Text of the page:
Home Government Programs First Grants Awarded for Genomic Studies in Africa

First Grants Awarded for Genomic Studies in Africa

First Grants Awarded for Genomic Studies in Africa

On October 8, 2012, the National Institutes of Health announced that numerous grants were awarded to African scientists for research on kidney disease, diabetes, heart disease, obesity, tuberculosis, and African sleeping sickness.  The grants were offered by the U.S. National Institutes of Health and the Wellcome Trust in London to the Human Heredity and Health in Africa Consortium (H3Africa).  The grants will also be used for establishing a bioinformatics network and two biorepositories, storage facilities for specimens.  

NIH reports that the H3Africa grants will help train and education scientists in Africa, encourage collaboration between researchers, improve the study of genomics research in Africa, and train the next generation of African researchers.  
According to NIH Director Francis S. Collins, M.D., Ph.D., “H3Africa aims to transform the way science is conducted in Africa, by creating a sustainable research infrastructure and catalyzing the use of advanced genomic technologies to improve our understanding of a variety of diseases.  This is particularly relevant because Africa is the original cradle of all humanity, and in this era of expanded global travel and communication, it is becoming increasingly clear that we must thing beyond our borders when it comes to understanding human biology and improving health.”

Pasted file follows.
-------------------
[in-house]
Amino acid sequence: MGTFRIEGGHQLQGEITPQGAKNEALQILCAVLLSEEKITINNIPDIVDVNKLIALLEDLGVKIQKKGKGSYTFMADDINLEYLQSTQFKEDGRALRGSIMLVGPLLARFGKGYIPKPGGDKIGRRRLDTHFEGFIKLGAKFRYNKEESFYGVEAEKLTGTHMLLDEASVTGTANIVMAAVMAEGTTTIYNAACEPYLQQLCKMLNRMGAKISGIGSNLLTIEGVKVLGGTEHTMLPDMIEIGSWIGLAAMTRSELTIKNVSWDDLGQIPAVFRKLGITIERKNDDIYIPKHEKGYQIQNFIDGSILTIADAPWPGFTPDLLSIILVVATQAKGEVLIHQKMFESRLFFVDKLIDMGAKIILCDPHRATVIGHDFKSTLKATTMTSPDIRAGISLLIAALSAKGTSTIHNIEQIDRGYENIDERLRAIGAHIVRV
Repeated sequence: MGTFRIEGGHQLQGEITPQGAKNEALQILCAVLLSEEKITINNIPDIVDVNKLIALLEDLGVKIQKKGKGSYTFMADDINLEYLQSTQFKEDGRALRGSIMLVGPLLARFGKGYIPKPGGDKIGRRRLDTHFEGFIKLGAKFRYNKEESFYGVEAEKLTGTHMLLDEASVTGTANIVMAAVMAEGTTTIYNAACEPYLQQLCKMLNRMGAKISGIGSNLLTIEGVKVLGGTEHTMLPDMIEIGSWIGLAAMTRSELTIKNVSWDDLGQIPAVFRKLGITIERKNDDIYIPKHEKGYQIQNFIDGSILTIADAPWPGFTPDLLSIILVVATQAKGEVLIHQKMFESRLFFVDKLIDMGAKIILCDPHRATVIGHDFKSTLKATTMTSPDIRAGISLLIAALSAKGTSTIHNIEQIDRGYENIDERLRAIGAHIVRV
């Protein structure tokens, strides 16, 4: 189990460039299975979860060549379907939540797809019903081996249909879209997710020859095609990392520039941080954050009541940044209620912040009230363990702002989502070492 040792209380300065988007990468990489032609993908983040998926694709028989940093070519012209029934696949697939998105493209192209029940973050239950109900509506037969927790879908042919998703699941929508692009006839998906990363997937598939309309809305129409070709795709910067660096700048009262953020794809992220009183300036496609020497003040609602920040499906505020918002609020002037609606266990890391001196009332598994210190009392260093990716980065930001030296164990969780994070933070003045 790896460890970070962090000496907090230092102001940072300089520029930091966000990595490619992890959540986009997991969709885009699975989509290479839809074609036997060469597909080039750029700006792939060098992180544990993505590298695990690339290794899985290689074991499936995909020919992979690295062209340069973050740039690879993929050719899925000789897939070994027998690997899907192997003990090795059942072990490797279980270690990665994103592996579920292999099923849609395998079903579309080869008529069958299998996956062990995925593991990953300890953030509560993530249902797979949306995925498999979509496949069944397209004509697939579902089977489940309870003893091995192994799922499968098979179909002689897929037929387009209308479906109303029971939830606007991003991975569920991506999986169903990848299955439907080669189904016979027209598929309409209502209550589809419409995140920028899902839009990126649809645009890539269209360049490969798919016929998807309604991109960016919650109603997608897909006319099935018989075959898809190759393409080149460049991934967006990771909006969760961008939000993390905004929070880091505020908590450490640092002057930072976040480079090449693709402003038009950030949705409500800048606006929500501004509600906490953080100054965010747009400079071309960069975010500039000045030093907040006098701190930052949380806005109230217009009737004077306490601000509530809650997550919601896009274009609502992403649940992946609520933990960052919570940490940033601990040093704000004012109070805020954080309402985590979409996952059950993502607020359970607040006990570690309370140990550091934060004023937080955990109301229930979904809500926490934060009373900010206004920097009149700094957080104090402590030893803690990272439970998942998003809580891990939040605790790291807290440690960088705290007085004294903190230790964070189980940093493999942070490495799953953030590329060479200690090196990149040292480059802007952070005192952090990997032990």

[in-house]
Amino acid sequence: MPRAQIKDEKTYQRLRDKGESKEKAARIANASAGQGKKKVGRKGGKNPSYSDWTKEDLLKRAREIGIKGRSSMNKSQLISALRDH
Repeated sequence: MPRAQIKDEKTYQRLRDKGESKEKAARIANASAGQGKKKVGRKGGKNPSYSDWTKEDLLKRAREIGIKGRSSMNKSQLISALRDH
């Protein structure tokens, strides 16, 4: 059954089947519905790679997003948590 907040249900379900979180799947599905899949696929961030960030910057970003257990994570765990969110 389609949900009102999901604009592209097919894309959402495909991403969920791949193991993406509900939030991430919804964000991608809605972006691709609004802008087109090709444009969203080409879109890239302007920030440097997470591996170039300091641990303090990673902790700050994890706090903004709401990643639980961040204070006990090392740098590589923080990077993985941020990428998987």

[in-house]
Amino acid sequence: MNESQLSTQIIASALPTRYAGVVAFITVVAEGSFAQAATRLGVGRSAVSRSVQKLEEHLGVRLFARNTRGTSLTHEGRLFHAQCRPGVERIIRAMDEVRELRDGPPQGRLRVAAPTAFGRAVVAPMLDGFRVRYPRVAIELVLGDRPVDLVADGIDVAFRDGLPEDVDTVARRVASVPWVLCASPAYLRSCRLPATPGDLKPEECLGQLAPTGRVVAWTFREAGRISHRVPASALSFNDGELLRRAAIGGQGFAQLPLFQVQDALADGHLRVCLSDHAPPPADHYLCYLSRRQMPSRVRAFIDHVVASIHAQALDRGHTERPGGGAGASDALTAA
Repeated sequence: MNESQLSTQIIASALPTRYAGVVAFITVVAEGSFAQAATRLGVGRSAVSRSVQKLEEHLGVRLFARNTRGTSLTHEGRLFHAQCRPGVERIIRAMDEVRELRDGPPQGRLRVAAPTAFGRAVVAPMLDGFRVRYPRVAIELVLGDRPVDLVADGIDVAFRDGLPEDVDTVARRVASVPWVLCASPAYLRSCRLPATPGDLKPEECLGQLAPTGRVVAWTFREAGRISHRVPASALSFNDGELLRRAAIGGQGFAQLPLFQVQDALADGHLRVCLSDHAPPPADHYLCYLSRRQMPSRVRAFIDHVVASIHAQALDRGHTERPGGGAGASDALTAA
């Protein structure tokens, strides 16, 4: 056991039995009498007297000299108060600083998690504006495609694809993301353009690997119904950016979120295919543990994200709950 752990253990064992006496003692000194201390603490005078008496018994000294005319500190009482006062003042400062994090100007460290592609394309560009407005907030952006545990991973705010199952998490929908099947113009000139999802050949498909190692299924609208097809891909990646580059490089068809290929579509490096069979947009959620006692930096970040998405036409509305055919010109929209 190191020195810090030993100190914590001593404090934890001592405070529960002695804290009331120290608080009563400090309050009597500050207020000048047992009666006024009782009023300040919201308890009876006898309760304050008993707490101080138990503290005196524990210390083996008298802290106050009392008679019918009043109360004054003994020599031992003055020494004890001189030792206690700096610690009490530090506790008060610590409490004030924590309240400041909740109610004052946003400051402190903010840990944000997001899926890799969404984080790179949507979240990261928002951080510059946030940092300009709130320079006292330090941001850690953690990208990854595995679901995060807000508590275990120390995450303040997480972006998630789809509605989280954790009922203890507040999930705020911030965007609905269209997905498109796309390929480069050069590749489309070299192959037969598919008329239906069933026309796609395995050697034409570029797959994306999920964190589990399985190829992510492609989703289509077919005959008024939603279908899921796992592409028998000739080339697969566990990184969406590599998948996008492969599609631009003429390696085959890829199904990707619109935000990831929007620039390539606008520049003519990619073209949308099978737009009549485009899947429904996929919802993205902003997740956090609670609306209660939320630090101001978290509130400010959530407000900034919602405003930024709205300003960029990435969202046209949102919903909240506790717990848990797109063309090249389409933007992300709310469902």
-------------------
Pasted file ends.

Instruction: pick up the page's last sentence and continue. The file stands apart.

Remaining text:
NIH has agreed to donate $25 million of the next five years, and the Wellcome Trust has agreed to donate nearly $13 million.  
Sir Mark Walport, the director of the Wellcome Trust, stated, “If we are to help tackle the growing burden of disease in Africa, it is important that we build capacity within the continent for African researchers and their institutions in order to understand the genetic and environmental causes of illness.” 
The H3Africa projects were announced during a meeting between the principal investigators from 22 different African countries. 
Source: National Institutes of Health



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